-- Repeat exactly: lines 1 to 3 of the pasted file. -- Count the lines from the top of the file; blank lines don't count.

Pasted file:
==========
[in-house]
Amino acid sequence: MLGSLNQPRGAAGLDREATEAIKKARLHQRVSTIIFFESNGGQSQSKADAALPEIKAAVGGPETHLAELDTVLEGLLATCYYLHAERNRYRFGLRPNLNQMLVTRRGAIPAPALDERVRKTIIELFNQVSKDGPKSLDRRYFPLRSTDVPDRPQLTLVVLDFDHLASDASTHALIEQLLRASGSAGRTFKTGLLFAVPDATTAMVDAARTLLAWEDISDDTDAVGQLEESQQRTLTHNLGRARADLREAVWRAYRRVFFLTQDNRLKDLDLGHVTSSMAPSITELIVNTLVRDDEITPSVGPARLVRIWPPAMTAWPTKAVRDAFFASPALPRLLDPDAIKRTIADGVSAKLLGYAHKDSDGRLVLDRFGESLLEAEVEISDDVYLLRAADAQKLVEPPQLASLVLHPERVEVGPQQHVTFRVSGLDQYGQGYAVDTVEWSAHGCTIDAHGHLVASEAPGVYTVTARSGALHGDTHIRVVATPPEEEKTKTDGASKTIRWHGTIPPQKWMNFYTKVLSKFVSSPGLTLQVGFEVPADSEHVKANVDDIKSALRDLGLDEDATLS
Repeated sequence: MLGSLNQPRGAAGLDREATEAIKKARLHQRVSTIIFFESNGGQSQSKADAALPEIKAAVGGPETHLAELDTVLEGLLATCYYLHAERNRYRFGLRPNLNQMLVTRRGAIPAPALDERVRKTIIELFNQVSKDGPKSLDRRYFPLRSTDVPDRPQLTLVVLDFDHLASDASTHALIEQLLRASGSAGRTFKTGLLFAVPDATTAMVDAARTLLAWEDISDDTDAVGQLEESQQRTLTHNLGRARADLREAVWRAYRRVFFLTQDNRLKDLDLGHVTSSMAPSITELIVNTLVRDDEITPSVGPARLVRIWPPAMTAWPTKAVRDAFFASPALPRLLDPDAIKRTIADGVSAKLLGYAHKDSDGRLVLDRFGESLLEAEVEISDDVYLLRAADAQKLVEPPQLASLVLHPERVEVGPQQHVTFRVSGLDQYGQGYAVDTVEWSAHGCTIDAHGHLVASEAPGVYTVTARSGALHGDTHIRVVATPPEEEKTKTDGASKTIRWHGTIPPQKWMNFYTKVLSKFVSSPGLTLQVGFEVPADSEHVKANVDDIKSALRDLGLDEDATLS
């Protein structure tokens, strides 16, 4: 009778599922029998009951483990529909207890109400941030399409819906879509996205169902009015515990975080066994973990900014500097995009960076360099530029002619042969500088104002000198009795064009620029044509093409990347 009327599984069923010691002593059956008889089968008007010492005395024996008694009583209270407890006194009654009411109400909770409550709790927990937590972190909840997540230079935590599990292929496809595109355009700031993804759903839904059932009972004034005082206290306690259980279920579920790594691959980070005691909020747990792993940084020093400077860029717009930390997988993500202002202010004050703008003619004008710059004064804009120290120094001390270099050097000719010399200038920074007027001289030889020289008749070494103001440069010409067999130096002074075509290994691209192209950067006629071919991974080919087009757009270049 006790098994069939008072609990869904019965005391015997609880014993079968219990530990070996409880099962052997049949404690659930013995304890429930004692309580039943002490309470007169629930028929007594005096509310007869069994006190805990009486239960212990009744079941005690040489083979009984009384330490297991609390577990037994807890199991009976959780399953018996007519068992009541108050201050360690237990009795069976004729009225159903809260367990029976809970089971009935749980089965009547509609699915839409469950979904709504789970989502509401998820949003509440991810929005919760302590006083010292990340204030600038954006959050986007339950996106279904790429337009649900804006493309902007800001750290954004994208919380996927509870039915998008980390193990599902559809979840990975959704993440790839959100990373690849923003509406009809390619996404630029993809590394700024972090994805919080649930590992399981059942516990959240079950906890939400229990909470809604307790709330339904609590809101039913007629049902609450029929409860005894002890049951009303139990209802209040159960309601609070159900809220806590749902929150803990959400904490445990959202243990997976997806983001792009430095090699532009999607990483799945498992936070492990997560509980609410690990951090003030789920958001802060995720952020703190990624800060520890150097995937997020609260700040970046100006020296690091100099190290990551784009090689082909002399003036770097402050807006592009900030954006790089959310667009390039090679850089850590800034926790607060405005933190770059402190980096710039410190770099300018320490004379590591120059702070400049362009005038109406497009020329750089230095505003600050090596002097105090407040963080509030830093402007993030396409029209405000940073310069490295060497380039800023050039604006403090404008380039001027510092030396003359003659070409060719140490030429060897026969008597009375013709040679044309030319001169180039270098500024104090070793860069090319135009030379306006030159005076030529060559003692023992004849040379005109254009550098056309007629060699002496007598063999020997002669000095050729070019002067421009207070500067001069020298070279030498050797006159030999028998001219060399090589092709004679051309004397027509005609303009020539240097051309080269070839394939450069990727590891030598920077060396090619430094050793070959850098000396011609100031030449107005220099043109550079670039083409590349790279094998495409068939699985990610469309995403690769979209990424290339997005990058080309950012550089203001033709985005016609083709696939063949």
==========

[in-house]
Amino acid sequence: MLGSLNQPRGAAGLDREATEAIKKARLHQRVSTIIFFESNGGQSQSKADAALPEIKAAVGGPETHLAELDTVLEGLLATCYYLHAERNRYRFGLRPNLNQMLVTRRGAIPAPALDERVRKTIIELFNQVSKDGPKSLDRRYFPLRSTDVPDRPQLTLVVLDFDHLASDASTHALIEQLLRASGSAGRTFKTGLLFAVPDATTAMVDAARTLLAWEDISDDTDAVGQLEESQQRTLTHNLGRARADLREAVWRAYRRVFFLTQDNRLKDLDLGHVTSSMAPSITELIVNTLVRDDEITPSVGPARLVRIWPPAMTAWPTKAVRDAFFASPALPRLLDPDAIKRTIADGVSAKLLGYAHKDSDGRLVLDRFGESLLEAEVEISDDVYLLRAADAQKLVEPPQLASLVLHPERVEVGPQQHVTFRVSGLDQYGQGYAVDTVEWSAHGCTIDAHGHLVASEAPGVYTVTARSGALHGDTHIRVVATPPEEEKTKTDGASKTIRWHGTIPPQKWMNFYTKVLSKFVSSPGLTLQVGFEVPADSEHVKANVDDIKSALRDLGLDEDATLS
Repeated sequence: MLGSLNQPRGAAGLDREATEAIKKARLHQRVSTIIFFESNGGQSQSKADAALPEIKAAVGGPETHLAELDTVLEGLLATCYYLHAERNRYRFGLRPNLNQMLVTRRGAIPAPALDERVRKTIIELFNQVSKDGPKSLDRRYFPLRSTDVPDRPQLTLVVLDFDHLASDASTHALIEQLLRASGSAGRTFKTGLLFAVPDATTAMVDAARTLLAWEDISDDTDAVGQLEESQQRTLTHNLGRARADLREAVWRAYRRVFFLTQDNRLKDLDLGHVTSSMAPSITELIVNTLVRDDEITPSVGPARLVRIWPPAMTAWPTKAVRDAFFASPALPRLLDPDAIKRTIADGVSAKLLGYAHKDSDGRLVLDRFGESLLEAEVEISDDVYLLRAADAQKLVEPPQLASLVLHPERVEVGPQQHVTFRVSGLDQYGQGYAVDTVEWSAHGCTIDAHGHLVASEAPGVYTVTARSGALHGDTHIRVVATPPEEEKTKTDGASKTIRWHGTIPPQKWMNFYTKVLSKFVSSPGLTLQVGFEVPADSEHVKANVDDIKSALRDLGLDEDATLS